Monthly Archives: July 2013
Churchleaders.com recently posted an insightful article. The article was titled: “5 Reasons Pastors Are More Vulnerable to Sexual Temptation,” by Jeff Fisher. While the “5 Reasons” help the discussion on this emotional topic, I found the comments posted by readers quite revealing. But first, to satisfy your curiosity, here are the “5 Reasons”:
1 A pastorate is a place of power.
2 Ministers are often isolated and unaccountable for their actions.
3 Protection and policies around ministers can be lax.
4 Ministers have few people they can share their deepest struggles with.
5 Ministers frequently feed off the approval of others.
Anyhow, many of the comments on this article were revelations from Christian men that their spouses did not particularly enjoy sexual intimacy, or sex was conditional, or sex was infrequent. (If those men used their real names I’m pretty sure sex will be even more infrequent in their future.) Some of the solutions offered by commenters ranged from helpful, to comical, to a bit . . . unconventional. Nevertheless, it shocked me to learn that so many Christian couples struggle to simply enjoy sex.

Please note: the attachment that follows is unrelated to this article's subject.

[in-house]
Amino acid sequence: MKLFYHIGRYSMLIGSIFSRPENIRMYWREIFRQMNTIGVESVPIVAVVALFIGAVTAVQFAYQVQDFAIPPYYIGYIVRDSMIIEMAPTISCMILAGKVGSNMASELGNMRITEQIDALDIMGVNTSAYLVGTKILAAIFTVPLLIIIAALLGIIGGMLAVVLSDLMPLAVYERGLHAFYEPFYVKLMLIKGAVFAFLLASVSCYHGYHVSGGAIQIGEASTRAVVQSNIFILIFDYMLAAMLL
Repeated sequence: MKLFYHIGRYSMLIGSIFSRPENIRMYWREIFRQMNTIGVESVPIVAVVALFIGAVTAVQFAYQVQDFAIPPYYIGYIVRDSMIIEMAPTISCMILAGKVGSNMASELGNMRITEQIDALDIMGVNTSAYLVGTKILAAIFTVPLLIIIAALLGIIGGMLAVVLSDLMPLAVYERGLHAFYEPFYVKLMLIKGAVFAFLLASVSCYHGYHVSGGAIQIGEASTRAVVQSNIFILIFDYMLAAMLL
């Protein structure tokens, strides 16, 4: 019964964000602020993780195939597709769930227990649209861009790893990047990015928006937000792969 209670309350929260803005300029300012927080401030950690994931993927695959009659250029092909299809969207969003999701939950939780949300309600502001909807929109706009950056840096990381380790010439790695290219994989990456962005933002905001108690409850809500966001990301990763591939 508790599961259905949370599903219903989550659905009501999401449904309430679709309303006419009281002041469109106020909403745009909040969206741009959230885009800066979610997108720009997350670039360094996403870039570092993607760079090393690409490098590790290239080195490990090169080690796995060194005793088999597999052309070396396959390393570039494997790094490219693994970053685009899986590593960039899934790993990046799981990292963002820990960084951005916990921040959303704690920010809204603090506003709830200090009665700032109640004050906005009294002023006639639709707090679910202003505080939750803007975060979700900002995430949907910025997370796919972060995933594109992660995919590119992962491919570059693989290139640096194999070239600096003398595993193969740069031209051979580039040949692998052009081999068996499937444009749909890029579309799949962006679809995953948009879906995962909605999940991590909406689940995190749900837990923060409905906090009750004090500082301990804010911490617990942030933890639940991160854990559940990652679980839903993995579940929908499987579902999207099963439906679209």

The comments made me wonder if Christian couples have a higher rate of sexual dysfunction than the general population. If so, we need to ask: WHY do so many Christian couples struggle to have a fulfilling sex life?
There are many possible reasons for the problem, such as: childhood abuse, self-loathing, physical illness, mental illness, cultural influences, addictions, immaturity . . . the possible causes are numerous. But for a long time I have suspected that the church often treats sex with such a Victorian attitude that it increases the difficulty for some folks raised in the culture of Christianity to experience awesome (forgive me for using that overused word) sexual intimacy with their mate. Please don’t misunderstand me. I am not proposing that Christians live a libertine lifestyle. Well, actually, a little of the libertine attitude is probably healthy within marriage. But whatever the issues preventing a Christian couple from enjoying the gift of fulfilling physical, emotional, and spiritual intimacy, they can usually be overcome if each person invests completely in their marriage. It might require professional counseling, lots of listening, reading books by competent therapists, intercessory prayer for each other, and steady growth together . . . but it can get better.